Today we share with you a selection of objects associated with tantalising tastebuds, as we look deeper into the history of one of Berwick Upon Tweed’s oldest family run firms, the confectioners Wm Cowe & Sons.
Scotland was home to some of the earliest sweet makers in the British Isles, with records in praise of its confectionary dating back as far as 1665. By the early 18th century, the sugar trade was highly lucrative, and the commodity became more easily accessible for the wealthy. Later, as the price of sugar dropped it became available to the middle and lower classes through sweetmeats and confectionary making.
Berwick has its own proud confectionary making history, utilising Scotland’s booming sugar import trade. Ports like Greenock became known as ‘Sugarpolis’ due to the volume of goods imported from the West Indies, and the River Clyde became a highway for distribution of the products across the borders, including Berwick.
Sweet making was initially carried out by women, predominantly housewives. On the Scottish border towns these women were known as ‘sweetie wives’. Other nicknames that we know were used around this time include Candy Kate, Sweetie Annie and Taffie Knot. These early confectionary entrepreneurs would sell their products in markets across the border towns. Long before William Cowe and Sons was established, the call of the sweetie wives could be heard across marketplaces, advertising items such as:
Soor (sour) plooms
William Cowe & Sons’ original Berwick Cockle shop was situated prominently on Bridge Street, with three double-windowed fronts, and would have been a welcome sight for people entering Berwick from Tweedmouth. The shop was so renowned that it was even immortalised in a painting known as ‘Bridge End, Berwick Upon Tweed’, by L S Lowry, which depicted the corner of the Cowe’s store, Bridge End 1936. Lowry also depicts the shop front signage in his painting, ‘Home of the original Berwick Cockles’. In its heyday the shop was one of the most popular and frequented shops in Berwick-Upon-Tweed. It traded for over 120 years, finally closing its doors in 2010.
What made William Cowe & Sons so special? The uniqueness of their sweets is one reason. Having purchased the Bridge Street premises in 1886 from the family of the late grocer and confectioner Robert Weatherhead, they began to work on the famous cockle sweet. The Cowe & Sons ‘Cockle’ was produced in 1801, a boiled sweet easily recognisable by its red stripe and strong peppermint flavour. The moulding process gave them a rounded shape with a rib around the centre that made them resemble a Cockle. The Cowe family had taken the recipe, equipment, and method for making the sweets from Robert Weatherhead when they purchased the premises. They even employed the same confectioner, Mr Andrew Farmer Turnbull to make them. In 1888 he had been making the cockles for 50 years. The Cowe family always made a conscious effort to advertise that the recipe they used was Robert Weatherhead’s. The name Weatherhead can be seen on various sweet tin label designs produced by the Cowe’s.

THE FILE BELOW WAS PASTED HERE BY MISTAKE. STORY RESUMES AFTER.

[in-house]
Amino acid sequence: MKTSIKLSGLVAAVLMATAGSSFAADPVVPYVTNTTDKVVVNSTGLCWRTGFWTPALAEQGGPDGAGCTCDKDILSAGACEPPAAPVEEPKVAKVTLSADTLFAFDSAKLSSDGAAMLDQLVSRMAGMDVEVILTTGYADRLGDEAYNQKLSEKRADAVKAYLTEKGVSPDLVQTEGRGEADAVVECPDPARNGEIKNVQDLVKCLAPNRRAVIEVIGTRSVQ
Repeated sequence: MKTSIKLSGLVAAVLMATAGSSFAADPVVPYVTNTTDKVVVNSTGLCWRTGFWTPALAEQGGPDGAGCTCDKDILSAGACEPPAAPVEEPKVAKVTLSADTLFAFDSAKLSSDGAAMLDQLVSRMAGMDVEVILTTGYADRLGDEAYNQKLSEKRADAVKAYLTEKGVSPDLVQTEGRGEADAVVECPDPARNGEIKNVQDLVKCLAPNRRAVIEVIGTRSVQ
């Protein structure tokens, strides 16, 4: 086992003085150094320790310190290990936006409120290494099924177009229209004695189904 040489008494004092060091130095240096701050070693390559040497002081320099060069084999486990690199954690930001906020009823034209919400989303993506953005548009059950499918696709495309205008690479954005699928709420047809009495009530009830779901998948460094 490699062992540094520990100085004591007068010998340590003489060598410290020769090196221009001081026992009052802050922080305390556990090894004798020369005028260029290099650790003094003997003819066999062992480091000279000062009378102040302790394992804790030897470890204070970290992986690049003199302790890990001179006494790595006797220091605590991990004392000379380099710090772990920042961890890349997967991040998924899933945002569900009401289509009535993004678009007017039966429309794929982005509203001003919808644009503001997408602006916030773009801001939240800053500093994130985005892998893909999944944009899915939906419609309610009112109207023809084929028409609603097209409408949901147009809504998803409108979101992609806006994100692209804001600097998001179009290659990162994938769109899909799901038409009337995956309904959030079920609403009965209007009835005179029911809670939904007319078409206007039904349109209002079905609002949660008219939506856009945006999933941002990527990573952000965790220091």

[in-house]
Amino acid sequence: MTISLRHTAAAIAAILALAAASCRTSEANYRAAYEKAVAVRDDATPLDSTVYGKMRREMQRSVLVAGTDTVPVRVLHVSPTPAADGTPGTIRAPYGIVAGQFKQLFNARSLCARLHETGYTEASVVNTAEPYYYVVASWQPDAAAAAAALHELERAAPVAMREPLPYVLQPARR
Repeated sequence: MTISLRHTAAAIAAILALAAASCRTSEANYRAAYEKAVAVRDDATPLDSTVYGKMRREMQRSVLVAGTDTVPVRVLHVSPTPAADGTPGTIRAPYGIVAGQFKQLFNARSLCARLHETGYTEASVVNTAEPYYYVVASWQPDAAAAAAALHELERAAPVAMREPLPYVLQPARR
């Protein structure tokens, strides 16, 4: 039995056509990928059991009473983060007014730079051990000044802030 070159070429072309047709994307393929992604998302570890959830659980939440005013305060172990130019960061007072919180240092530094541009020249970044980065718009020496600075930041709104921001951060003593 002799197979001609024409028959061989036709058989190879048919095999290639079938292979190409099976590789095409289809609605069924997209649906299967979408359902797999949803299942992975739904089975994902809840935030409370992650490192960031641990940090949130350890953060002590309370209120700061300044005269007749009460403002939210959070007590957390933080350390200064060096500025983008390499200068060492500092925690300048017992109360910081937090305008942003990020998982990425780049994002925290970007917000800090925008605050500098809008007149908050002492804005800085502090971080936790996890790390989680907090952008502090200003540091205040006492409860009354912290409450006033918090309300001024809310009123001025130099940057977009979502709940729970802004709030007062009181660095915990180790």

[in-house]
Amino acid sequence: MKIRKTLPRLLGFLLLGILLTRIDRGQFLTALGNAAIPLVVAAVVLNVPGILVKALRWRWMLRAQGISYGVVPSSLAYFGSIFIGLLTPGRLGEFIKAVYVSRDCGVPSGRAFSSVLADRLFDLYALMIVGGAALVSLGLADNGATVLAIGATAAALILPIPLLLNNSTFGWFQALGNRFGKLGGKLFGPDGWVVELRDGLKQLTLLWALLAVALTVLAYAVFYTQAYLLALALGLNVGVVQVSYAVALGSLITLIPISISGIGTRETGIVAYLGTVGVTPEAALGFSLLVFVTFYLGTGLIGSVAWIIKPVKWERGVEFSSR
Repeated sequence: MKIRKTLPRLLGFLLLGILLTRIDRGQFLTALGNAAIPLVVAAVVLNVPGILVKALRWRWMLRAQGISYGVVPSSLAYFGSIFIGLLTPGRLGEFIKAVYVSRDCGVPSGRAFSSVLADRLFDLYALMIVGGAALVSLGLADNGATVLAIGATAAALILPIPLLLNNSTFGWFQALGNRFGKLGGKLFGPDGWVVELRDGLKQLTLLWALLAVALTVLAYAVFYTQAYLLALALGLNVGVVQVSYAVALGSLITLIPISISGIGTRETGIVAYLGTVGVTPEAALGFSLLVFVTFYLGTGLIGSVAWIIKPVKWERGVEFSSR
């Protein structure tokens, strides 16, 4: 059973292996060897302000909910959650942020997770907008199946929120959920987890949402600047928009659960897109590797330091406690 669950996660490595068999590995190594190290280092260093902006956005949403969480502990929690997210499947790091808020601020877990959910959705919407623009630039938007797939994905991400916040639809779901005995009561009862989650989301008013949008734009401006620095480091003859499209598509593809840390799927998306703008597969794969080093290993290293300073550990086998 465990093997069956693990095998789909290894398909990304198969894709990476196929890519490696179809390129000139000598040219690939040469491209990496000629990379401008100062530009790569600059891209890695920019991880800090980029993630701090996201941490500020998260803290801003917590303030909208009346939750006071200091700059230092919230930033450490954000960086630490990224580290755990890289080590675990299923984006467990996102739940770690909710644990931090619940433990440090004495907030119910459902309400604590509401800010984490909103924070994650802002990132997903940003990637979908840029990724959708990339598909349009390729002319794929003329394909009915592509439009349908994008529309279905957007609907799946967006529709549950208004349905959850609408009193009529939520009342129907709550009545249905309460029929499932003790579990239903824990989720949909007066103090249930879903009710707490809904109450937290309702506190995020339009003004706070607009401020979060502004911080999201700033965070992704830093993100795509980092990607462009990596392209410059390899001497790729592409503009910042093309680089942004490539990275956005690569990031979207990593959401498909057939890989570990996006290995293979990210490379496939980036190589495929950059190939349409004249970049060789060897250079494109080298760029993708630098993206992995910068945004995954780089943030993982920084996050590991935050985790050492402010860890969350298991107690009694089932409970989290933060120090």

Such was the success of the design of the cockle that it is still going strong today, though most folk from Berwick dislike the many modern versions – “they are just not the same taste or texture as the old sweets!”
The Cowe family confections travelled around the world. During World War One Berwick Cockles were distributed to soldiers on the front. On the 28th of May 1915, the Berwick Advertiser displayed an advert that read, ‘We have sent hundreds of tins to the front this year and have had heaps of appreciation’.
We have many objects in the collection relating to the Cowe business, including this Easter egg, produced in the 1970s. The papier–mâché egg contained William Cowe & Sons boiled sweets and was sold at the famous Pollocks Toy Museum in London. The front of the egg reads:
Berwick Cockles, sold by Pollock’s Toy Museum, No 1 Scala Street, London, W1
The reverse reads:
This egg contains genuine and original handmade Berwick Cockles. The sole manufacturers are Wm Cowe & Sons, 66 & 64 Bridge Street Berwick, Berwick On Tweed Est 1801. Maria Wood. DES.RCA.
The egg was manufactured in Germany and designed by artist Maria Wood. The front of the egg depicts a cockle surrounded by seaweed motif. The reverse also depicts a seaweed motif. Inside the egg is coloured pale pink with floral motif and mark indicating the product was made in Dresden, Western Germany.
Today, the Cowe family buildings situated on Bridge Street, Love Lane and West Street still stand and are part of a regeneration project by Berwick Townscape Heritage Initiative (THI), Advance and Northumberland County Council which began in 2016. William Cowe’s great grandson, also named William Cowe, died in 2014 aged 73. His brother Francis Cowe, a well-known local historian, passed away in 2016 aged 84. His name features heavily throughout the collection at Berwick Museum and Art Gallery.
This summer, Museums Northumberland presents ‘Northumberland Folk’, a series of four new exhibitions by illustrator Jonny Hannah. Jonny has produced a highly individual and colourful take on some of Northumberland’s most celebrated stories. The selection of objects associated with the confectioners William Cowe & Sons can be seen alongside the Northumberland Folk exhibition which will run until Sunday 31st October, Berwick Museum and Art Gallery
You might also like to visit our online shop which features original art work by the artist Jonny Hannah
Below image features advertisement for confectioners Wm Cowe & Sons.
Below image features conversation lozenges
This blog was produced with the help of Freelance curator and photographer Cameron Robertson, who kindly provided research.